[9] RFR (S) 8148639: Some MethodCounter fields can be excluded when not including C2

Chris Plummer chris.plummer at oracle.com
Mon Mar 21 23:53:28 UTC 2016


Please review the following for removing a couple of MethodCounter 
fields when not including C2 (or JVMCI) in the build. This helps reduce 
footprint for the minimal VM (and the client VM also).


There were a couple of changes the previously were in JDK-8147978 that I 
had to add to this webrev since JDK-8147978 was backed out. They include 
making ProfileInterpreter related options unsupported when not using C2, 
and also the new macros in macros.hpp.

In order to make sure these counters really are not used when not using 
C2, I took a few safeguards. The first was to make no changes other than 
to assert that whenever these counters are fetched, they are equal to 
zero. I did quite a bit of testing with this and never hit the asserts.

I would have liked to #ifdef out interpreter_invocation_count() and 
interpreter_throwout_count(), but there are too many places that call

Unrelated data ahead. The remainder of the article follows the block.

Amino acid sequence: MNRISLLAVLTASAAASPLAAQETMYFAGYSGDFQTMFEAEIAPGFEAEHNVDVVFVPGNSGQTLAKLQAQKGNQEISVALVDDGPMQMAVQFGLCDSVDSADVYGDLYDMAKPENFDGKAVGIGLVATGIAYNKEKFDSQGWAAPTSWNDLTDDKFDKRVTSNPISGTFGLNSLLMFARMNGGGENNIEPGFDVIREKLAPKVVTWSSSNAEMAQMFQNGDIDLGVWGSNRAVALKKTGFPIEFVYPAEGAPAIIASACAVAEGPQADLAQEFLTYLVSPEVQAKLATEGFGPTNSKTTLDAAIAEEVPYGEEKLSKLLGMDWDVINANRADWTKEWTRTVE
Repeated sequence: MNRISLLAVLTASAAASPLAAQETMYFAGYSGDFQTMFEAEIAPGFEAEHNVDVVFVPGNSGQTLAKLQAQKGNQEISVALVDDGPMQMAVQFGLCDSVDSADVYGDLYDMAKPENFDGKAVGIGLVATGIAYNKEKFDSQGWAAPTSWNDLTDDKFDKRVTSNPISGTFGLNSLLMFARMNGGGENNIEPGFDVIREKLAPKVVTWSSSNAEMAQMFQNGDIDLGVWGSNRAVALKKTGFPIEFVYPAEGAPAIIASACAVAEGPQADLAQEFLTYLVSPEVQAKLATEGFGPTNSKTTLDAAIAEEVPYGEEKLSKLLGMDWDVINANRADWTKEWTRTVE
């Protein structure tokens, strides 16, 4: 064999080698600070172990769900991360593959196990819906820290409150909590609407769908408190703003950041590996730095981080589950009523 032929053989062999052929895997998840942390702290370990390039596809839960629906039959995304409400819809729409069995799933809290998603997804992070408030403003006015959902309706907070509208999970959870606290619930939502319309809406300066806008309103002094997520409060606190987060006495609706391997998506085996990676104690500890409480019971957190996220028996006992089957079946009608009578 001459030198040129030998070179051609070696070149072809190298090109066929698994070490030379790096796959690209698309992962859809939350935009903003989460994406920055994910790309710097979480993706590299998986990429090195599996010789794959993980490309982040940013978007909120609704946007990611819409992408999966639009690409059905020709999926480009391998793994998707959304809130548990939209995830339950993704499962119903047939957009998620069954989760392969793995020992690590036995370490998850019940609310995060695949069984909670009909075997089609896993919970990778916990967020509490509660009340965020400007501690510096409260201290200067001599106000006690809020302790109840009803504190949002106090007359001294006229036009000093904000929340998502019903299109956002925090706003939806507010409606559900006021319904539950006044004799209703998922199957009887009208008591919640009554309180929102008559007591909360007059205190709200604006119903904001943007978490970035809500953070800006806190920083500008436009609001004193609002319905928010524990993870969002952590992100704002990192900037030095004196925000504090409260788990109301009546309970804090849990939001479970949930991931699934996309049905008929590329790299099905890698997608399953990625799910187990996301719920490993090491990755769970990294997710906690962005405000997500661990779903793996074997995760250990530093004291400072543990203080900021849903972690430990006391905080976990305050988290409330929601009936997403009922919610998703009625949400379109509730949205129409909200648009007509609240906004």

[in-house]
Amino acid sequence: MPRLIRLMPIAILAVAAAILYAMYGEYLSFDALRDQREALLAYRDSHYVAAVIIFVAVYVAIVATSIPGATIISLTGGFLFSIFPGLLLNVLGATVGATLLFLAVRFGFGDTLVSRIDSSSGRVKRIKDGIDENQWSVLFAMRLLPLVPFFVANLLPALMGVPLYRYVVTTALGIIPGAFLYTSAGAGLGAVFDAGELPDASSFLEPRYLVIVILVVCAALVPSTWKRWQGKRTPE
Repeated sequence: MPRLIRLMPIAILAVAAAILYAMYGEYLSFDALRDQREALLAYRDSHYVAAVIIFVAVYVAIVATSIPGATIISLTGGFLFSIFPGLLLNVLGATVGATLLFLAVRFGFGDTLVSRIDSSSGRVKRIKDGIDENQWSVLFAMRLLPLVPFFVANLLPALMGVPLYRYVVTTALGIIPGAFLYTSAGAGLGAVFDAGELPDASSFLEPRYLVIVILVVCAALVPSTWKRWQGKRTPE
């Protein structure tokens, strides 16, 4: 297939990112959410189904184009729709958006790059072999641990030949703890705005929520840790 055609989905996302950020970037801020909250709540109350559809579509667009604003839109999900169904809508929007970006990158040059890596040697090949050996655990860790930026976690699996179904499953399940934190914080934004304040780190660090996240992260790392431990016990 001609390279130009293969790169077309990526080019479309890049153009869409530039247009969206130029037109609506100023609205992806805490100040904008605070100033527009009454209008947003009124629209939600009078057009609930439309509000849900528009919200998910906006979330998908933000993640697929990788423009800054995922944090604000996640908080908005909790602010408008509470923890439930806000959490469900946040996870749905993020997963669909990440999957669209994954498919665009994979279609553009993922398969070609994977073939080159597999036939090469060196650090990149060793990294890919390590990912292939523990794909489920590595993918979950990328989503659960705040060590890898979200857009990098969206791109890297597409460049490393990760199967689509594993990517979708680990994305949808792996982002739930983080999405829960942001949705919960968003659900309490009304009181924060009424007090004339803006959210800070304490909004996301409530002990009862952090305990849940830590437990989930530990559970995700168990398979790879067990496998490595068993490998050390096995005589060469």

them, which meant too many #ifdef in IMHO. So instead of #ifdef'ing them 
out, I just make them return 0 when not using C2. This is safe because 
of the assert testing I did above.

I do completely #ifdef out the two increment methods. 
interpreter_throwout_increment() is only called by some 
ProfileInterpreter code in bytecodeInterpreter.cpp, so I #ifdef'd that 
code also. In interpreterRuntime.cpp I #ifdef'd out a call to 
interpreter_throwout_increment(). Although this code may have been 
executed when not using C2, the assert testing I did above showed that 
if the increment happened, the counter was never used later.

There are quite a few #ifdefs in methodCounters.hpp. I could collpase 5 
into one big #if/#else/#endif section for all the inline method 
implementations. It looks cleaner, be then also puts distance between 
the two different versions of the same method.

Testing was done with jprt "-testset hotspot". I also did a lot of 
testing with various tools, svc, and compiler test lists, and also 
runThese. This was done on linux-x86 with "-client -Xcomp" and just 
"-client", and also on linux-x64 with "-server -XX:+TieredCompilation" 
(although I think that was probably the default anyway).



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